We Need Know-how!
It’s strongly suggested that you first read our Experiment One to have the backstory of what follows:
The following was originally posted to sirbacon.org, account FB Decipherer, my response to the first reply I received:
What a joy that someone has both read my post and has grokked it to the max!
You raise a key point that in some cases the difference between the ‘a’ and ‘b’ biformed forms is sometimes so minuscule that Classification cannot be reliably performed by inspection (that is, via unaided human eyeballs). But consider an arbitrary digital representation of one letter in an alphabet, an image of say, 30 x 30 pixels. If the position of any one pixel was uniform across letters, it could be easily read in place, and used as one bit of persistant binary data. That’s all the Biliteral cipher method requires.
That, of course, is not what we have with historic, high resolution digital facsimiles, such as my favored Bodleian Library downloads of the First Folio. But I think of this: an image editing program such as Photoshop allows superimposing two images, moving them in place manually for registration, then taking the union and intersection of the pair together, which in both cases yields a third image.
Computer Vision programming libraries such as OpenCV have extensive facilities for doing all of that, in highly automated fashion under program control. Then the difference image of two biformed variants for any letter could be isolated as a third, much smaller, image. In the difficult case it might be a very thin crescent shape of some kind, but it would be detectable as a non-zero number of pixels, and it would be uniform within a number of pages which had been printed from the same set of alphabetic cast lead slugs (there is some more proper word for them…)
I did a little exploratory coding some months back with OpenCV routines for working with SIFT (Scalable Invariant Feature Transform). I believe its merit is that it can distill down, or abstract, an entire digital image into a much simpler data structure, a sort of digital signature, one which is particularly well-suited for comparing with other images for discerning differences between images. And it works well with very complex full color images.
Thus the requirement here is vastly simpler, in that we always are working in monochrome, it’s always strictly two-dimensional, and in either case of italic or roman type, there will always be a fixed set of 96 glyphs to match against (24 letters in the Elizabethan alphabet, two biformed forms, both upper and lower case: 24 x 2 x 2). Not to mention that there is no background image data to filter out, and any original background noise can just be erased.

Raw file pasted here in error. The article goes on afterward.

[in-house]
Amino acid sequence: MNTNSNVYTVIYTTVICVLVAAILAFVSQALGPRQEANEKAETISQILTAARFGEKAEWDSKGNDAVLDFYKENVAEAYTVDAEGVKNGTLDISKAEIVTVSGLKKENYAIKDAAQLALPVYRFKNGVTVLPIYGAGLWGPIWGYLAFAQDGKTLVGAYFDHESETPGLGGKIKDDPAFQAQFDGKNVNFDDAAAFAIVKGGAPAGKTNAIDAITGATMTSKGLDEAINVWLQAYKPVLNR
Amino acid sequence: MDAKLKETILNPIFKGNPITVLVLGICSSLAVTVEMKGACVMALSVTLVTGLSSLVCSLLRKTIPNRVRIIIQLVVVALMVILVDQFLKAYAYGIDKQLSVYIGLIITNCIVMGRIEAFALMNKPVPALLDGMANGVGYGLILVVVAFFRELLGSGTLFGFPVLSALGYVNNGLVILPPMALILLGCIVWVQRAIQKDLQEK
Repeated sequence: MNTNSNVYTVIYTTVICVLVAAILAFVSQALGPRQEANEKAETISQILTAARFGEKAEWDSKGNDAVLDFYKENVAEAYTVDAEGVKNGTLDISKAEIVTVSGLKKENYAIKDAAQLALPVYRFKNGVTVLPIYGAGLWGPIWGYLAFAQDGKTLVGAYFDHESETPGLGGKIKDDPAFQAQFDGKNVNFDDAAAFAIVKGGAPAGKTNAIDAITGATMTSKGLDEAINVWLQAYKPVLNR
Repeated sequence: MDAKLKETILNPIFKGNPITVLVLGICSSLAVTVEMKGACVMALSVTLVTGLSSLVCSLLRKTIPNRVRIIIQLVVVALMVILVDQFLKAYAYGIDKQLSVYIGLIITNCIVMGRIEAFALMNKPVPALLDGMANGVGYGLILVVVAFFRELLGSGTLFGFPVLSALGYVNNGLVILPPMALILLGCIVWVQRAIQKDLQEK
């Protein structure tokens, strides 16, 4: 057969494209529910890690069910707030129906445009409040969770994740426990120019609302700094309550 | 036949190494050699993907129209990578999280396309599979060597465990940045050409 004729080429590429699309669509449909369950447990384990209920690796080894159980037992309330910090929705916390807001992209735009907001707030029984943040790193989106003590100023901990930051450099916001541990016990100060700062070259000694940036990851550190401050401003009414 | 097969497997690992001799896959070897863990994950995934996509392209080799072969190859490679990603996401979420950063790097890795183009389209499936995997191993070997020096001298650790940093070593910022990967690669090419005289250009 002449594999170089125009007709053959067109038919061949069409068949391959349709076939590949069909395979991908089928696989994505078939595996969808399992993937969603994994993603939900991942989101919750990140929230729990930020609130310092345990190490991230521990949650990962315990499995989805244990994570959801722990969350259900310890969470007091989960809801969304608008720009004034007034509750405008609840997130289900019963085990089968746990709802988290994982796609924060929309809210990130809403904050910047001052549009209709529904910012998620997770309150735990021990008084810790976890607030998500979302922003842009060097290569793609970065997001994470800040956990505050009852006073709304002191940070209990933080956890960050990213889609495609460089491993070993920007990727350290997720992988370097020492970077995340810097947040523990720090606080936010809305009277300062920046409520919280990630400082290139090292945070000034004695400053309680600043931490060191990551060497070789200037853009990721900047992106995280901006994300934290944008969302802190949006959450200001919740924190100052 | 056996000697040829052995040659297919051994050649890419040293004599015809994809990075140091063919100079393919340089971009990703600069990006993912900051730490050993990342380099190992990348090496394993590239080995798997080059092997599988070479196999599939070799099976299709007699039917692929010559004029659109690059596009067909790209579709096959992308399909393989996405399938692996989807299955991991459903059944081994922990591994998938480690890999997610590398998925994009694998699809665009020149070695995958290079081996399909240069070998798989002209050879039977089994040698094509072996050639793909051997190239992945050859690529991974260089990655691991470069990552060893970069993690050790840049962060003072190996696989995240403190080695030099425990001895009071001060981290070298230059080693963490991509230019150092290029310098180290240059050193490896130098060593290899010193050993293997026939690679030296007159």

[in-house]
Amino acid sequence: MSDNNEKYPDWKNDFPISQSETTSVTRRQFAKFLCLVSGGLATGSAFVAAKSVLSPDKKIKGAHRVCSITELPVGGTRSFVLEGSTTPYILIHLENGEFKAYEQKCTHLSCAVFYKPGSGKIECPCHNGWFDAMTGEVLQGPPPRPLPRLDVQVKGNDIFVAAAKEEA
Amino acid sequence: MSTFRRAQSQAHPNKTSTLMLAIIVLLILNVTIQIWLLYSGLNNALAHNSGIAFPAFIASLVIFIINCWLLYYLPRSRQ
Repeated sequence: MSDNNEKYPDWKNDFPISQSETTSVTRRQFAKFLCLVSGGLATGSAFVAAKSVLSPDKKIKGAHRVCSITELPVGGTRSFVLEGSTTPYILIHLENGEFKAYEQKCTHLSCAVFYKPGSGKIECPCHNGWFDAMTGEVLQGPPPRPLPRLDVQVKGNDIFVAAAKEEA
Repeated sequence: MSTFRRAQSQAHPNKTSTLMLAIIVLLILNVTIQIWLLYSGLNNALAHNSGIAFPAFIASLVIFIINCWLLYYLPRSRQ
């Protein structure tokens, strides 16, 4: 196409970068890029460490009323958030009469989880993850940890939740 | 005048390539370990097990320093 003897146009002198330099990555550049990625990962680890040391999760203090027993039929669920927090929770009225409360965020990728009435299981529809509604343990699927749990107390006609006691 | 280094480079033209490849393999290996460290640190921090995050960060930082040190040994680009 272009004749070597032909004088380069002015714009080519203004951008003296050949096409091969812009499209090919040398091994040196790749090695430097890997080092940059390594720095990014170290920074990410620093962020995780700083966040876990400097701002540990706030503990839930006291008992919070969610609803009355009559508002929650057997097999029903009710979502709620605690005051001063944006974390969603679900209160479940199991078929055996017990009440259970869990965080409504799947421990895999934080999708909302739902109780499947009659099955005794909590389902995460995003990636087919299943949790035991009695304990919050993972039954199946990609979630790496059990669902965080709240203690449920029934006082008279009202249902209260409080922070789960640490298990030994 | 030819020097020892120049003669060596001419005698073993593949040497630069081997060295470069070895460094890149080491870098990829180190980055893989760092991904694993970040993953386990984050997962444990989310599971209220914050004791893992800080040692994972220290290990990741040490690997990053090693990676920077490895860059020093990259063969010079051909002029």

A fantastic freebie resource is the Bodleian Library set of Text Encoding Initiative (TEI) XML files, one for each of the 36 First Folio plays, each having the complete text (with comprehensive metadata) in machine-readable form. Presumably it is a very reliable information source: the names of the Oxford University team of proofreaders is included in the metadata for the files.
Because of the above, as we iterate through each letter of each line using our Python code, we can know in advance what each letter the next in sequence “should” be. We only have to next test whether it is an ‘a’ or ‘b’ variant. If we can extract the bounding box coordinates of each letter in turn, we can take the SIFT of each in turn, and compare it to the looked-up value from a list of reference SIFT values for each letter (calculated in advance from somewhere, somehow) and previously saved.
But where do these crucial reference values come from? I am thinking of an application of Bootstrapping, where the initial reference values might be very rough to begin with, but refinement comes after each classification, and learning on-the-fly comes from a progressively more extensive store of classified images to work with.
Some months back I did the initial work on a project for the Roboflow Open Source, cloud-based AI development platform, which I named Elizabethan Biformed Alphabets. I was hoping someone with much more experience than me with Convolutional Neural Networks would find the concept interesting enough to wish to contribute to the project, but so far no one has come forward.
Would this be an interesting opportunity for you?
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